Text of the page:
|Publication number||US8199855 B2|
|Application number||US 12/088,077|
|Publication date||Jun 12, 2012|
|Filing date||Sep 4, 2006|
|Priority date||Sep 26, 2005|
|Also published as||EP1929663A1, US20090010311, WO2007034133A1, WO2007034133B1|
|Publication number||088077, 12088077, PCT/2006/3272, PCT/GB/2006/003272, PCT/GB/2006/03272, PCT/GB/6/003272, PCT/GB/6/03272, PCT/GB2006/003272, PCT/GB2006/03272, PCT/GB2006003272, PCT/GB200603272, PCT/GB6/003272, PCT/GB6/03272, PCT/GB6003272, PCT/GB603272, US 8199855 B2, US 8199855B2, US-B2-8199855, US8199855 B2, US8199855B2|
|Inventors||James Digby Yarlet Collier, Steven Mark Singer|
|Original Assignee||Cambridge Silicon Radio Limited|
|Export Citation||BiBTeX, EndNote, RefMan|
|Patent Citations (16), Non-Patent Citations (5), Referenced by (2), Classifications (12), Legal Events (5)|
|External Links: USPTO, USPTO Assignment, Espacenet|
This application is a national stage filing under 35 U.S.C. 371 of International Application
PCT/GB2006/003272, filed on 4 Sep. 2006, which claims priority to United Kingdom Application No: GB 0519582.1 filed on 26 Sep. 2005. International Application PCT/GB2006/003272 was published under PCT Article 21(2) in English.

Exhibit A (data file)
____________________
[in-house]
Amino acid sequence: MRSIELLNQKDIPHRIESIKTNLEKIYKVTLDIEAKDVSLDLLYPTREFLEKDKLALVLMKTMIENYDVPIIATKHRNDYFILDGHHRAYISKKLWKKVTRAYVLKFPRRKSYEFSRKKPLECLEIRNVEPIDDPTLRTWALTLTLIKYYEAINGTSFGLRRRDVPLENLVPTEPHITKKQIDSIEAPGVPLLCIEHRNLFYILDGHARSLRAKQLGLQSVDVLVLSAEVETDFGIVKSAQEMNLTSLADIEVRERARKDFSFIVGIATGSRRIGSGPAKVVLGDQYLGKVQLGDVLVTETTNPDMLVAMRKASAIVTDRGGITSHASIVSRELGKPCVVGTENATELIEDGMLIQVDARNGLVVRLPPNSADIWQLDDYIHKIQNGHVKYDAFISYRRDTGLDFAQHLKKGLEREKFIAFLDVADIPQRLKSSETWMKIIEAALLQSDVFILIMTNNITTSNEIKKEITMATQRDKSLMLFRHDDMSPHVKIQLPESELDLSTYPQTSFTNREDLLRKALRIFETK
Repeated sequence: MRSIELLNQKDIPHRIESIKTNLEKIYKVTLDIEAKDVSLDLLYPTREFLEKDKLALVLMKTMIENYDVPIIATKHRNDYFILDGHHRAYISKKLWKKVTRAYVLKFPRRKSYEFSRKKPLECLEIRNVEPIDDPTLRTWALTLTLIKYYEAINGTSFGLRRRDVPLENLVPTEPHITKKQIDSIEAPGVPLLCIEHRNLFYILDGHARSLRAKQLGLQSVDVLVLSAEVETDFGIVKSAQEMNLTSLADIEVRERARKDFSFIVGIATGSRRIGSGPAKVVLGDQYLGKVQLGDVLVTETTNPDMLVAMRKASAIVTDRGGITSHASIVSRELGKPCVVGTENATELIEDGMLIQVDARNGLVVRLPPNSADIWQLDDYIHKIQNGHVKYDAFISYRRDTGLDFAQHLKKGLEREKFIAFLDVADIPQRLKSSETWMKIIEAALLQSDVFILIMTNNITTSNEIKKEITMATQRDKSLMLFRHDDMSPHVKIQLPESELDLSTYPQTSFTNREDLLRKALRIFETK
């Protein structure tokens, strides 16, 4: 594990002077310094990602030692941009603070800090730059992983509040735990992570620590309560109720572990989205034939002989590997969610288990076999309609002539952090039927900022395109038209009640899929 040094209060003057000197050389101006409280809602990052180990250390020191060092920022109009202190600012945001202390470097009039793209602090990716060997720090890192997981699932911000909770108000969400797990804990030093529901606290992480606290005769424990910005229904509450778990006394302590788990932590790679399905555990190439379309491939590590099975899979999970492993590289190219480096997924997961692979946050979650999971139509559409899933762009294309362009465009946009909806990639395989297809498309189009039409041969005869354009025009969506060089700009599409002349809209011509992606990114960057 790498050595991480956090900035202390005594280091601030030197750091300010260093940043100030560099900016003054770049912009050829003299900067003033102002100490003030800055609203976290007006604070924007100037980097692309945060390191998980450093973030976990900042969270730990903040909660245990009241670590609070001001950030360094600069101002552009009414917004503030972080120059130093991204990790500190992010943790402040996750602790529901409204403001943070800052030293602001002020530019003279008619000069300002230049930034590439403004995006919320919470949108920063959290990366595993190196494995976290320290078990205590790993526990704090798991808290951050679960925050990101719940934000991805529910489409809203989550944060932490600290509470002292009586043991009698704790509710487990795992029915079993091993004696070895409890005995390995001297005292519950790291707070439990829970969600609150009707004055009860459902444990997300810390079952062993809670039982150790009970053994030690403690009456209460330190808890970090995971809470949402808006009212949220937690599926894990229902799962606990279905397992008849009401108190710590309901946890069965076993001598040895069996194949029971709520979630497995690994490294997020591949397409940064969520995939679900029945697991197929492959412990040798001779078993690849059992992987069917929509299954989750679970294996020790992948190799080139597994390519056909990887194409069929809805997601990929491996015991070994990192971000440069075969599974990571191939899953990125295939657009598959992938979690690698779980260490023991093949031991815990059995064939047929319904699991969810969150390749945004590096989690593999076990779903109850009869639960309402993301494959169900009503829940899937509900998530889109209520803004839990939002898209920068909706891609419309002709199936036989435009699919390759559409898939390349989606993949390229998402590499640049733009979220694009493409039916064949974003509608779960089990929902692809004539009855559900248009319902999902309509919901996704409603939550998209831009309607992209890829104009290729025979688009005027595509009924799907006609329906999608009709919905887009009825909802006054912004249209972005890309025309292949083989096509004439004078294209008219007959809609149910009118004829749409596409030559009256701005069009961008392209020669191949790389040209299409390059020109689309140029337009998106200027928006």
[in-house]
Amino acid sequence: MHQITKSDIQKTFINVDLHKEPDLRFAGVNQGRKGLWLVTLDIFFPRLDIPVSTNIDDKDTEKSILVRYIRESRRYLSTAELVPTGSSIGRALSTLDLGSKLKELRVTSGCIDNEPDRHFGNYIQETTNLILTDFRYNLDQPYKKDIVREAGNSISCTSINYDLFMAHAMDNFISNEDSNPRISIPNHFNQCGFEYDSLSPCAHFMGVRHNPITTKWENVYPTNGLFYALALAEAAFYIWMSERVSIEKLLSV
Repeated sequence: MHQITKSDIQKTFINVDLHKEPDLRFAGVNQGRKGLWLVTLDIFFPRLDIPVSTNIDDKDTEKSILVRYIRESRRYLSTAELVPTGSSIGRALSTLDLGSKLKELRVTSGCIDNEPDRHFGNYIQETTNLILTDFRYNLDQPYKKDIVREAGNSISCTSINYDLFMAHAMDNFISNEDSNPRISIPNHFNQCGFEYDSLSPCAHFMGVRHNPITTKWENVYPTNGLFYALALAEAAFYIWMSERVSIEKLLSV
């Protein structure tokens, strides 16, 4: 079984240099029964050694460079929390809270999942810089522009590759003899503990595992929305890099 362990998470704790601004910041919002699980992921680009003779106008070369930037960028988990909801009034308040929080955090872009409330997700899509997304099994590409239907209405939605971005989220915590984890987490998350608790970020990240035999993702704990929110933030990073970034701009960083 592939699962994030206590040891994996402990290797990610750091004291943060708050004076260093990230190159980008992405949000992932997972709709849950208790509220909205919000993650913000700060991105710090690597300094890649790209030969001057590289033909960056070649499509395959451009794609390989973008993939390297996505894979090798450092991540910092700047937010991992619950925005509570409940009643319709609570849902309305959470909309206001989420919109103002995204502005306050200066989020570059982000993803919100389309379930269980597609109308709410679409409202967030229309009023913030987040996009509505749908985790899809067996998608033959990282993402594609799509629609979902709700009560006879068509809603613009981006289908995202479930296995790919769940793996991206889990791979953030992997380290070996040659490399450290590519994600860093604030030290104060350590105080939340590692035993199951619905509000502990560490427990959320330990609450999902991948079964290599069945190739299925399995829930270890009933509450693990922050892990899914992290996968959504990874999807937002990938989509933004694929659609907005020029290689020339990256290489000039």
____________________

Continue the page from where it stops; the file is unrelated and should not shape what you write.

This invention relates to diversity receivers, especially for frequency hopping applications.
In frequency hopping communication systems signals are transmitted on a series of different frequencies in successive short bursts. One example is the Bluetooth system, in which signals are transmitted by hopping between 79 channels, with a burst transmitted at each hop.
It is generally desirable to increase the range of operation of communication systems. In a radio system such as Bluetooth, it might theoretically be expected that if transmission power is increased by a factor of 100, range will be increased by a factor of 10. In practice, however, range is typically increased by only a factor of around 0.3. This is due to the fact that in realistic environments there is interference between signals that have taken different paths between the transmitter and the receiver. This interference results in localized regions of cancellation or “fades”.
Digital communication systems such as Bluetooth normally incorporate error correction mechanisms that can accommodate some signal degradation. However, when there are too many errors—typically more than 2% for a voice signal carried over Bluetooth—the underlying signal will not be recoverable.
An antenna diversity transceiver has two or more antennas that are spaced apart. The transceiver can use the antennas together or can select a preferred one of the antennas for transmission or reception. This offers advantages because when one antenna is located in a fade, another antenna may still be effective. Antenna diversity has previously been implemented in devices such as DECT base stations.